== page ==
I love to barbecue. There, I said it. For those of us who aren’t chefs, barbecuing is a perfectly acceptable cooking method, and one that is preferred for some things (no matter what the real chefs say). Like steak for instance. Oh, I can make a mean steak in my kitchen with my trusty cast-iron pan, but grilling outside on a charcoal or gas grill just…feels right. But which will it be? When I was young and poor I didn’t have a choice. It was a tiny kettle and cut-rate briquettes. Then, as my pay check grew, so did the size of my grill. And the next logical leap was into hardwood charcoal or, and this was the really fun part, hardwood itself. Then I moved to the suburbs and left behind many things, not least among them was good bars and restaurants just around the corner, but that is a different post. But I also left my trusty Weber kettle, and moved on to a neat, and expensive, Weber gas grill. Continue reading “A Barbecuer’s Dilemma: Charcoal Or Gas?”
You can easily spend $200 on a skillet. And a set of pots and pans made from some weird copper alloy sandwiched between stainless steel with a hi-tech coating will set you back the price of a used car. Before you shoot me horrible e-mails and comments about how I don’t appreciate the technological advances that have made cooking accessible for lots of people (ignoring the fact that most people can’t afford this stuff) and how I am a Luddite, I like fancy pots and pans just as much as the next guy.
I am a better cook than my sister. I have better technique, a surer sense of the chemistry of food, a much better grasp of ingredients, and I am a man, and everyone knows that men make better cooks. Did I mention that I am a better cook than my sister? So how could she take one of my recipes and improve it, both in taste and simplicity? And the worst part is that she is holding out on the details. I discussed this kind of repellent behavior a while ago, but I never expected it from my own sister.
An eight-pound lobster, boiled for 18 minutes, and then iced for about an hour. I had to use my old framing hammer to crack the claws. The legs were enough for a thirteen-year-old’s dinner! No butter, no mayonnaise, just a little fresh cocktail sauce for one of our guests. The meat was incredibly sweet and tender, no doubt because of the cooking time. Check some cookbooks and you will discover that most people overcook lobster by a factor of two or three.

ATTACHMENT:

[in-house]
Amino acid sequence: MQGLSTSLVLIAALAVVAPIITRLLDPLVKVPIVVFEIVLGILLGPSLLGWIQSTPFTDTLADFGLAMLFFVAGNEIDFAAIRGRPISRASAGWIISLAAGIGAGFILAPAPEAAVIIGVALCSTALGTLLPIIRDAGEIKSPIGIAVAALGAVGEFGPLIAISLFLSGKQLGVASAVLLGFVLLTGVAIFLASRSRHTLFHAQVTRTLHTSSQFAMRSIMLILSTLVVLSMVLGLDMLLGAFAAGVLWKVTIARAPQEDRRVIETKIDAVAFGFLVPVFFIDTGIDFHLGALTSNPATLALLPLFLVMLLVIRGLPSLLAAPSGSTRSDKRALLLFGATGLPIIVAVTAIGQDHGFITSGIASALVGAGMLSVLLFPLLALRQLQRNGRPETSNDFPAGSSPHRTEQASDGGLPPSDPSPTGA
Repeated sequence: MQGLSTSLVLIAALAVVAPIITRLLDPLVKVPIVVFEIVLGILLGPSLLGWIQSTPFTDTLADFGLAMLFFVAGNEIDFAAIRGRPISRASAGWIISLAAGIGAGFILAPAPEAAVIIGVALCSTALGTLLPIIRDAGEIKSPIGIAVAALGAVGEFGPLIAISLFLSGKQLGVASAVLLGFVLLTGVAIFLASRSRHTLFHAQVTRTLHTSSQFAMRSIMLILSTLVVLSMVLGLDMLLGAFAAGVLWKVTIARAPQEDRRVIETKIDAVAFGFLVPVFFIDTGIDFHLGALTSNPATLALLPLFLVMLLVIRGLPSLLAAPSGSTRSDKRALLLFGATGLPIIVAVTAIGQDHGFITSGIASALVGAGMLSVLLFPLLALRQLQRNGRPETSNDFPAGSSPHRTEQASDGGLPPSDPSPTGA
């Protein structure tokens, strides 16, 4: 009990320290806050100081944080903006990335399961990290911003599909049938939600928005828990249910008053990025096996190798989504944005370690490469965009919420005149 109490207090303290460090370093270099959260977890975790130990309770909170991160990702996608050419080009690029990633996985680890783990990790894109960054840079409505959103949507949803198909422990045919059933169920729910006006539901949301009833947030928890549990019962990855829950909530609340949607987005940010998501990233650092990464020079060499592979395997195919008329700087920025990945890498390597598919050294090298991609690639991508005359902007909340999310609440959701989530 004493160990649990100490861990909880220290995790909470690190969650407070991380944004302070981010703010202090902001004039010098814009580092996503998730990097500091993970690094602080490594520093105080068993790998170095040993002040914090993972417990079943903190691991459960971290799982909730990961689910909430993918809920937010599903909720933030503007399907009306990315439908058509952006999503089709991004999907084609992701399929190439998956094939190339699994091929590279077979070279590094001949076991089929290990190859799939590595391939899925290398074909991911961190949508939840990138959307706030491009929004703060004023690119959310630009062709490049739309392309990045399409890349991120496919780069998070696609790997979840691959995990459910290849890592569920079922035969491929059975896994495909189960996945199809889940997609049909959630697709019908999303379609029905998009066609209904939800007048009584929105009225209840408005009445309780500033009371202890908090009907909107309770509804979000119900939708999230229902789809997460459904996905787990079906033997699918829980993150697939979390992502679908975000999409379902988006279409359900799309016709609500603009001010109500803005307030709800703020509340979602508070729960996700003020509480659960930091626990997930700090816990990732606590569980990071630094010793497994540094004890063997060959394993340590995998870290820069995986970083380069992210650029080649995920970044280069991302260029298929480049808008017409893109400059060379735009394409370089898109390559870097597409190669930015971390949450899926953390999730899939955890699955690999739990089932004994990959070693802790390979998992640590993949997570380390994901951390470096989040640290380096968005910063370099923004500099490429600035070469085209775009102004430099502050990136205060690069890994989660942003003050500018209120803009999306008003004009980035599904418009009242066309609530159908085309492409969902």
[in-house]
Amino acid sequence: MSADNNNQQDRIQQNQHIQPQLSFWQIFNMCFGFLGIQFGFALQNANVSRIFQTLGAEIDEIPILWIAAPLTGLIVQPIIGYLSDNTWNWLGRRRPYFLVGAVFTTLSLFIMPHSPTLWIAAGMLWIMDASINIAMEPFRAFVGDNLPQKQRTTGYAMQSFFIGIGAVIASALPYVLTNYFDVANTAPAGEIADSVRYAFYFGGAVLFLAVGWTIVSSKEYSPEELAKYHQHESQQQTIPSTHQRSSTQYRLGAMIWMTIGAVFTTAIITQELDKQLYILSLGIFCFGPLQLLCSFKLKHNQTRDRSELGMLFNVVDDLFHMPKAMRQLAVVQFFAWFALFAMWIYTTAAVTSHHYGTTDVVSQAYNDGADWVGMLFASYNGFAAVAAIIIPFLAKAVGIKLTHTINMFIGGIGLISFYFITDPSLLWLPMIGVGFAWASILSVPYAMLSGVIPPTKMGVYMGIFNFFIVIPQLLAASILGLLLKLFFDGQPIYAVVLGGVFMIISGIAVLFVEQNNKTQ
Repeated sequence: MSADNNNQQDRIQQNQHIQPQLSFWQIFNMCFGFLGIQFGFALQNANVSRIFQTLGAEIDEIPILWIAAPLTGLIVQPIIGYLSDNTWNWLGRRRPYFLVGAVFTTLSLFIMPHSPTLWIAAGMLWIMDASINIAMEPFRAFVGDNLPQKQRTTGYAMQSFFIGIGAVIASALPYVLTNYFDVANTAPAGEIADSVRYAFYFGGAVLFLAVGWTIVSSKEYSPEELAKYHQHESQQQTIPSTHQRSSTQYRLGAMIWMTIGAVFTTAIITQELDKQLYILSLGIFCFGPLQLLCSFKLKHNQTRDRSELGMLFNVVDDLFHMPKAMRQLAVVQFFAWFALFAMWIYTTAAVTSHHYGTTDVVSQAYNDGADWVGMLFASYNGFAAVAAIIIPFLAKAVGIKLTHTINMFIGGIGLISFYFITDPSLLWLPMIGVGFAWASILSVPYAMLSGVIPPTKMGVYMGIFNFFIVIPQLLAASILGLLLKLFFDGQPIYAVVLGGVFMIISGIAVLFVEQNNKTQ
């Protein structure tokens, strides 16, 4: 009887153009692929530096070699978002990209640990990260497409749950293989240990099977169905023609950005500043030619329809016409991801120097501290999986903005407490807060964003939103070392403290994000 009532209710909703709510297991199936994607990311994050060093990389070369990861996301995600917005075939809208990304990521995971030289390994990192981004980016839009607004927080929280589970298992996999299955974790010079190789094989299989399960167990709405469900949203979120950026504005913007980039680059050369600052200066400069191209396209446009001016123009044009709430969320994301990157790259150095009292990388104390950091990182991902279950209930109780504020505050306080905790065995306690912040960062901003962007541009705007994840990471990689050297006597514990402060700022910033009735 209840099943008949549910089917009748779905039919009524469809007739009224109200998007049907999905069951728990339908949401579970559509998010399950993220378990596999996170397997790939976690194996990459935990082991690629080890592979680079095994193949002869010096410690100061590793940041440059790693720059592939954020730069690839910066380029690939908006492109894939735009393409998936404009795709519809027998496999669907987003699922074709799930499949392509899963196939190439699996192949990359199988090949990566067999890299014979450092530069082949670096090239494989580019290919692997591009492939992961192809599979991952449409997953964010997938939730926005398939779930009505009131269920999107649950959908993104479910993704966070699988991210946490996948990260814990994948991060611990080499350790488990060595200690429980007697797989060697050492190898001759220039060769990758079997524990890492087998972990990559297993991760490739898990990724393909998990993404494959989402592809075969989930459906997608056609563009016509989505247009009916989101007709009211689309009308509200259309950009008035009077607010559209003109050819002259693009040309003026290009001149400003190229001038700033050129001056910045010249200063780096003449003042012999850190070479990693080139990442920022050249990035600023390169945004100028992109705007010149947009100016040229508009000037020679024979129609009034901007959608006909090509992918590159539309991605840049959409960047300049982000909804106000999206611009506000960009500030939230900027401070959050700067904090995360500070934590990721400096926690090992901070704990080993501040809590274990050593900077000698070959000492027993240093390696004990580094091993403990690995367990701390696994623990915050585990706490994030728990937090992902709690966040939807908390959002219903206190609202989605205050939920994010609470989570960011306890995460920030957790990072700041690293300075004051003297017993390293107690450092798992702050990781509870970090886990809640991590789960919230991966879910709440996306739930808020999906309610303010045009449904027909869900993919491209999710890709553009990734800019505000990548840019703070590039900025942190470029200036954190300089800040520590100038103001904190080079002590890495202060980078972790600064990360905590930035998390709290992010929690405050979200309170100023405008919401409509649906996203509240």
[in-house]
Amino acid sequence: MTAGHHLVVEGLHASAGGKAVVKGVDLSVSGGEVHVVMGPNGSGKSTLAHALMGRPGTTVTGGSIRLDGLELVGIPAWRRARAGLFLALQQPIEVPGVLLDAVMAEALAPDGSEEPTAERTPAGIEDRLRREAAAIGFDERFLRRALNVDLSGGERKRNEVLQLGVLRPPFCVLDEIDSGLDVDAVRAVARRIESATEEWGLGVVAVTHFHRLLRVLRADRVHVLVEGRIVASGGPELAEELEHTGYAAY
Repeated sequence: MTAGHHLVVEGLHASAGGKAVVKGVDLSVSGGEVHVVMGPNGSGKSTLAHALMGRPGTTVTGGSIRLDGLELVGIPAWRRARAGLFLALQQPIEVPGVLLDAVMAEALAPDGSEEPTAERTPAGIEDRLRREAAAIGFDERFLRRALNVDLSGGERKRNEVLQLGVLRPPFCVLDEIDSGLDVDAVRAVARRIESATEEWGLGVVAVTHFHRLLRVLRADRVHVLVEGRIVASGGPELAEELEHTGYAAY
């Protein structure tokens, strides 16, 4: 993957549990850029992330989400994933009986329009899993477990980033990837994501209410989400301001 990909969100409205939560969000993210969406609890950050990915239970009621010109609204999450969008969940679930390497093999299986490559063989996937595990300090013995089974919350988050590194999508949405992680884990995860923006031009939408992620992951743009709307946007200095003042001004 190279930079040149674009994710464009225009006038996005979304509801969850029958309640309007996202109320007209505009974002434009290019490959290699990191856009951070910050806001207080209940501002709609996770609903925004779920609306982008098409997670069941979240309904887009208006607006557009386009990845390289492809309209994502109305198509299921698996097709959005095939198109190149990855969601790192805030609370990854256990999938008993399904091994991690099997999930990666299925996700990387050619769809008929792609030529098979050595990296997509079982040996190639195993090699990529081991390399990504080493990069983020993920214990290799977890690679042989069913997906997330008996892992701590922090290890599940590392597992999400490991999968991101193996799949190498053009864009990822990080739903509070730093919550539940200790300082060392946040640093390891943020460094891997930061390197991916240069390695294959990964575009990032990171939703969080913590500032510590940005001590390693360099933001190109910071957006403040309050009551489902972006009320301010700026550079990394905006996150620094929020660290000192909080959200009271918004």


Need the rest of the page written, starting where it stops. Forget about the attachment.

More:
We served this beast with some oven roasted potatoes and Caesar Salad.
P.S. I posted about cooking lobsters awhile ago, but I wanted to show off this nice big one, and prove that I can actually insert a photo without massive help-desk intervention.
Years ago the only chefs on TV were people like Julia Child, James Beard, and a few other professional chefs. Nowadays of course, there are what seem to be hundreds of people, cooking sometimes nasty looking stuff, on dozens of networks. There is even a network devoted entirely to food. But the problem is that many of them aren’t real chefs. When Jacques Pepin says something about cooking, you can take it to the bank. But when some moron spouts off about food on her own cooking show, when her last gig was as an extra on a sitcom, and her only claim to fame is a lovely body, you can safely ignore it.*
Maybe I am being harsh, but cooking shows without the benefit of professionals are just silly. Here is an article in SmartMoney magazine I found through the website of a local media company’s food blog (they used to be called newspapers): 10 Things Celebrity Chefs Won’t Tell You. There is nothing shocking in the piece, but it skewers most of the shows, and that is just fine with me.
*In the interest of full disclosure, if some “media company” offers me a cooking show or a book deal, I will smile, say “thank you very much,” and run all the way to the bank to cash the check before they realize what fools they are.